Well…actually it should be rain and then wind. We were getting light showers when I arrived at 6:00 which caused me to delay opening the nets for about an hour. [I find that the Weather Network weather map is a very accurate rain prognosticator – it showed the rain stopping by 7; it finished at 6:50.] I rushed around and opened but as soon as the nets were open the wind began to pick up and the 4-7 km/hour very quickly turned into 34-45 km/hour and I had to close the most exposed nets – which was most of them. In the interlude we banded 13 birds.
One capture was an early Brown Thrasher. This bird seems to be suffering from the same fate as the Eastern Towhee that we caught yesterday. The Ontario Breeding Bird Atlas showed a decline in the probability of observation of 24% since the previous atlas 20 years before. Like the towhee this bird benefits from second growth tangles and the loss of this habitat, likely due to urban sprawl and changes in farming practices, is noticeably affecting these species.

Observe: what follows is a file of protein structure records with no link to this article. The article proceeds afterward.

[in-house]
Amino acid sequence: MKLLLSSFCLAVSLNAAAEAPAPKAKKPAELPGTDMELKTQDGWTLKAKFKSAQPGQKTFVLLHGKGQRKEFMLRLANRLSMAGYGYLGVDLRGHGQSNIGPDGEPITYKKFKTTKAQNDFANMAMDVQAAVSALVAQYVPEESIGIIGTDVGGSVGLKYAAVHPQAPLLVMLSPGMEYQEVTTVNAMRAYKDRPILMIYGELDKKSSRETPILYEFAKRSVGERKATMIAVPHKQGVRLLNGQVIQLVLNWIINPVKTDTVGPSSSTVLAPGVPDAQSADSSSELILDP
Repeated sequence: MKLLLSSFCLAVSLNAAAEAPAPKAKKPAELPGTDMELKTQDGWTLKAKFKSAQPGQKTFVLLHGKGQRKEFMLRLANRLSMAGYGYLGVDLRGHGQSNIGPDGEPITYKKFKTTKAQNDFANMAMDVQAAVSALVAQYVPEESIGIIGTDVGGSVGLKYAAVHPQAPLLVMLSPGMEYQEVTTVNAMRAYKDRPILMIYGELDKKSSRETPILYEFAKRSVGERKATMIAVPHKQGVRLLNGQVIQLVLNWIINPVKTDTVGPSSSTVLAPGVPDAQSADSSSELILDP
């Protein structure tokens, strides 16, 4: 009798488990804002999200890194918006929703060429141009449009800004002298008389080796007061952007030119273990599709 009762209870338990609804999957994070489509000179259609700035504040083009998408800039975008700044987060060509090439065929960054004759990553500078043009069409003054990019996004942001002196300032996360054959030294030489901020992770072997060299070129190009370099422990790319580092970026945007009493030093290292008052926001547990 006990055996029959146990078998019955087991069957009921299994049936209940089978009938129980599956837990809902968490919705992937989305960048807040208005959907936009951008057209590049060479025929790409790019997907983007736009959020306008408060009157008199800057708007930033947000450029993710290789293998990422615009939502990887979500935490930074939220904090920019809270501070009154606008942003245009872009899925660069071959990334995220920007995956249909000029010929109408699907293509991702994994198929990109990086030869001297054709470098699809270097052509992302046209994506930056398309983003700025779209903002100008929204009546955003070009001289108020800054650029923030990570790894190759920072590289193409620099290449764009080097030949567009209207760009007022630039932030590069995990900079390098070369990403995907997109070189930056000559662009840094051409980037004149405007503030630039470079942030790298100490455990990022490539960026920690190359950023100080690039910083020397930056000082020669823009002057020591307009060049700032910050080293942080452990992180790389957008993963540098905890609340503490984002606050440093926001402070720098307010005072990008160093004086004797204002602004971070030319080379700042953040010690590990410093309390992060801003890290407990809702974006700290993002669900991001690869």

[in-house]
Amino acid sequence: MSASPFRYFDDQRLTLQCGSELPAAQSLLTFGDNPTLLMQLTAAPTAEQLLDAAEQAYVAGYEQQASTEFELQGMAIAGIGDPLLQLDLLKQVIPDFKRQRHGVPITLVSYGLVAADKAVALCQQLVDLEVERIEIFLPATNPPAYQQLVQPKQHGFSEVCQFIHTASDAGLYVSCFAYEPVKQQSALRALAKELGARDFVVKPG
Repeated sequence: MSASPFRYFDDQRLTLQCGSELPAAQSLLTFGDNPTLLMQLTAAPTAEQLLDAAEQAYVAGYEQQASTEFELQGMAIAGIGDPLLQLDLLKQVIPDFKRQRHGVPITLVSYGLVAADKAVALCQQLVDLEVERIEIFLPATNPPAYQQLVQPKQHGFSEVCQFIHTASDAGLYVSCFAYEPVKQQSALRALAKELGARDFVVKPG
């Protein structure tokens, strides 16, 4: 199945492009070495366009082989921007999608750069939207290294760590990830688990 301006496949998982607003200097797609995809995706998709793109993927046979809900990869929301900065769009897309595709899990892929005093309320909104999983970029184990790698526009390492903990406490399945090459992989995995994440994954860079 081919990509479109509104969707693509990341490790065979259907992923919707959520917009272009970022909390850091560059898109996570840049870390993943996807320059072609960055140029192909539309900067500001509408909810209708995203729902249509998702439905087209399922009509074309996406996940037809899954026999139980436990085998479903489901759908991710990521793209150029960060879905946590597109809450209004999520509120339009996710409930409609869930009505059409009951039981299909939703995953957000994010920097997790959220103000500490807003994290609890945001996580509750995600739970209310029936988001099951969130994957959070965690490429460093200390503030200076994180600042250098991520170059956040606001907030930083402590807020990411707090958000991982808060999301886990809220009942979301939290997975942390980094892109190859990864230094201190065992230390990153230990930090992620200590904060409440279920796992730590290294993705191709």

Interestingly, the 3 juncos that we handled today were not carrying much fat which suggests that they will be around for awhile yet. Fat is energy and they have a long way to go…..time to be bulking up.
Chris Harris from the University of Windsor (you know, Christine Madliger’s significant other) rearranged a lot of Tree Swallow boxes over the weekend. You will now notice that there’s a more intensive array of boxes in the Butterfly Meadow. The swallows seem to like this new development and were squabbling quite aggressively for access to the “new” boxes.
1 Tree Swallow
2 Golden-crowned Kinglets
1 American Robin
1 Brown Thrasher
4 Song Sparrows
3 Dark-eyed Juncos
1 American Goldfinch
ET’s: 41 spp.